“The calls for the soldiers to defect and others to wage jihad against the army were pointless and didn’t achieve their desired results, ” a statment from the presidential palace said adding :”The army was granted political cover as soon as the clashes broke out”.
“The army has soldiers that are willing to make sacrifices regardless of how great they may be,” stressed the statement
“Lebanon is strong because it enjoys a brave military leadership that commits to political decisions,” the statement added
Suleiman offered his condolences to the families of the victims of the Sidon clashes, expressing his support to Army Commander General Jean Kahwaji.
At least 16 soldiers were killed and 50 were wounded in two days of clashes with the armed supporters of Salafist cleric Sheikh Ahmed al-Assir in Sidon.
More than 20 of Asir’s supporters were killed, according to a security official.
Dozens of them were also arrested.
Assir, known for his tirades against Iran-backed Hezbollah’s influence over the Lebanese state and army, posted a video online Sunday calling for Sunni soldiers to defect from the army, which he lambasted as “Iranian and Shiite”.
“To all our partisans, we are being attacked by the Lebanese Army, which is Iranian and Shiite,” Assir said in the video. He claimed the Army belonged to the “shabiha [thugs]” of Hezbollah leader Hassan Nasrallah and his ally, Parliament Speaker Nabih Berri, who heads the Amal Movement.
There were conflicting reports about the whereabouts of Assir. Some reports claimed he fled to Syria , but they were later denied by the Free Syrian Army , other reports indicated he fled to the nearby Ain El Helweh Palestinian Refugee camp.
Commenting on the clashes in the southern city of Sidon, Lebanese Forces leader Samir Geagea said in an interview with Free Lebanon radio station on Monday that the “phenomenon” of Sunni cleric Ahmad al-Assir was a reaction to Hezbollah’s activities in Lebanon, calling on all Lebanese to support the army and the state.
“The phenomenon of Hezbollah produced several other phenomenons, including that of Assir.” It is not about [the proliferation of] weapons, but rather mini-states leading to more mini-states,” Geagea said.
“Assir is a big problem, but Hezbollah is the one that is taking [Lebanon] as hostage.” Geagea stressed.
“We are all citizens who enjoy the same rights and duties, but when one citizen sees that another enjoys superiority over him regarding these rights, then he is bound to react against this reality,” he said in reference to Hezbollah.
“Hezbollah has violated all laws and state institutions seeing as it revolts against any political issue that it opposes, which was demonstrated during the May 7, 2008, clashes,” Geagea said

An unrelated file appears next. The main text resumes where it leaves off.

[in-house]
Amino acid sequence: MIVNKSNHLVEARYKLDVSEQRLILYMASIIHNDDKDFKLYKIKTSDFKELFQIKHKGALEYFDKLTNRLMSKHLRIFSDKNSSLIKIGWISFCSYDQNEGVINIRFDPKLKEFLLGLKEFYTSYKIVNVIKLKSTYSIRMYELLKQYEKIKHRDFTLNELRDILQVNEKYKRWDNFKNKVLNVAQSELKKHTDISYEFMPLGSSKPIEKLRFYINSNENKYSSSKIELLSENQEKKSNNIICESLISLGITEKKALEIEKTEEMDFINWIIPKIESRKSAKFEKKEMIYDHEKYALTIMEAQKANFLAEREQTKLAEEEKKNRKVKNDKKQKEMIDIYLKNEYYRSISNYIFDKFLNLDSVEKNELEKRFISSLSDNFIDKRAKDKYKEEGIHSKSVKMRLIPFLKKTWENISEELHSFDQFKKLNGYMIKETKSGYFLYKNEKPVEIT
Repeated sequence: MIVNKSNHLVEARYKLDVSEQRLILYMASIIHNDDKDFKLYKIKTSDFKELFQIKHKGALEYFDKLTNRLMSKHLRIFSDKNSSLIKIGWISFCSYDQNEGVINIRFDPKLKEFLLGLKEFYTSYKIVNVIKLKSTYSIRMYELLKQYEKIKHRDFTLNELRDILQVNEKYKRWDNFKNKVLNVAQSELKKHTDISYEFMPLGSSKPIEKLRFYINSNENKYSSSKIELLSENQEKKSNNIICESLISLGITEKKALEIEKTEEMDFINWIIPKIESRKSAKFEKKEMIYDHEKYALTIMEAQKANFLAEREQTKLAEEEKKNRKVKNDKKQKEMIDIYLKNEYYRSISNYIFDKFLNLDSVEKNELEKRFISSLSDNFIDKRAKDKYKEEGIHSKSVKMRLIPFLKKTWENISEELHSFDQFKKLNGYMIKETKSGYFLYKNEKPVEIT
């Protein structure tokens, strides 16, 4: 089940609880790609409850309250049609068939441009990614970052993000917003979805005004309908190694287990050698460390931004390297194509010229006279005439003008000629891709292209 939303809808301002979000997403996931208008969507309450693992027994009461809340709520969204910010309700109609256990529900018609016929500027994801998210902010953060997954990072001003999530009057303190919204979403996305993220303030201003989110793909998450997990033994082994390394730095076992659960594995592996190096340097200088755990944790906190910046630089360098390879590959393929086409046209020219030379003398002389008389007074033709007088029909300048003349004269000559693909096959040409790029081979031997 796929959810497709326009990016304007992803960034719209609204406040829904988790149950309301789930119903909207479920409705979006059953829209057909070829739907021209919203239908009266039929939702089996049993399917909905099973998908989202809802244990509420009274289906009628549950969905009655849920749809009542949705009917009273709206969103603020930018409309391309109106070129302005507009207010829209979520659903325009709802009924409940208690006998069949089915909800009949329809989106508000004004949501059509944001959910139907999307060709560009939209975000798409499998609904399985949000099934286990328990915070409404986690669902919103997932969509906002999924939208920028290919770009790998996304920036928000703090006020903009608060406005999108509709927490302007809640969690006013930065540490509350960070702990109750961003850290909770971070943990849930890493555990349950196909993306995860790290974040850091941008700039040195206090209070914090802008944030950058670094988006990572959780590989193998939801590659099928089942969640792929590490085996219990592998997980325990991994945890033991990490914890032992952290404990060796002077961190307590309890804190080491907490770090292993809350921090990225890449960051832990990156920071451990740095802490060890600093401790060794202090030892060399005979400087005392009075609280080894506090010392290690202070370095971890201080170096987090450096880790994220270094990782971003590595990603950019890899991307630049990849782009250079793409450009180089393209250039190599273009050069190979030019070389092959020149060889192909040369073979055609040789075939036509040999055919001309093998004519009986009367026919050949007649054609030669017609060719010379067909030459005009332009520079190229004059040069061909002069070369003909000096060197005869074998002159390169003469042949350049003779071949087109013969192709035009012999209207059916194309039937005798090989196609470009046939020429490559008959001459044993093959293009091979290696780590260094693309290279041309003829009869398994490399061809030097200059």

“We believe that the army’s tackling of the situation in Sidon marks the beginning of addressing the possession of illegitimate arms and the presence of ‘statelets’ in Lebanon,” he added.
“When a portion of Lebanese believe that they have the right to form an armed group independent of the state, then other Lebanese will follow suit,” he stressed.
“This is the mistake that Assir committed and the only way to end this reality lies in resorting to state institutions, starting with the army,” he said.
“We can no longer tolerate illegitimate arms, whether they are in Assir’s possession or Hezbollah’s,” he said.
Geagea added that the demand to eliminate Assir’s phenomenon should go a step further to include the arrest of those who killed Hashem Salman in front of the Iranian Embassy in Beirut on June 9.
“Tackling one phenomenon and not the other will not end the current situation in Lebanon, because similar armed groups will emerge in the country in the future,” he explained.
“The biggest problem lies in the presence of Hezbollah because failure to tackle this problem will create future ones and we will continue to move from one bad situation to a worse one,” said the LF leader.
“From now on, we will demand that the state perform its duties until the end, which goes beyond ending the unrest in Sidon,” he stressed.
“Where are Salman’s murderers?” Geagea wondered.
Salman, 28, the leader of the student section of the Lebanese Option party , was killed and several other anti-Hezbollah protesters were wounded in the June 9 demonstration, outside the Iranian Embassy in Beirut.
Earlier in the week the leader of the Lebanese Option party Ahmad al-Asaad blamed Hezbollah leader Hassan Nasrallah and senior officials in the Lebanese state for Salman’s killing .
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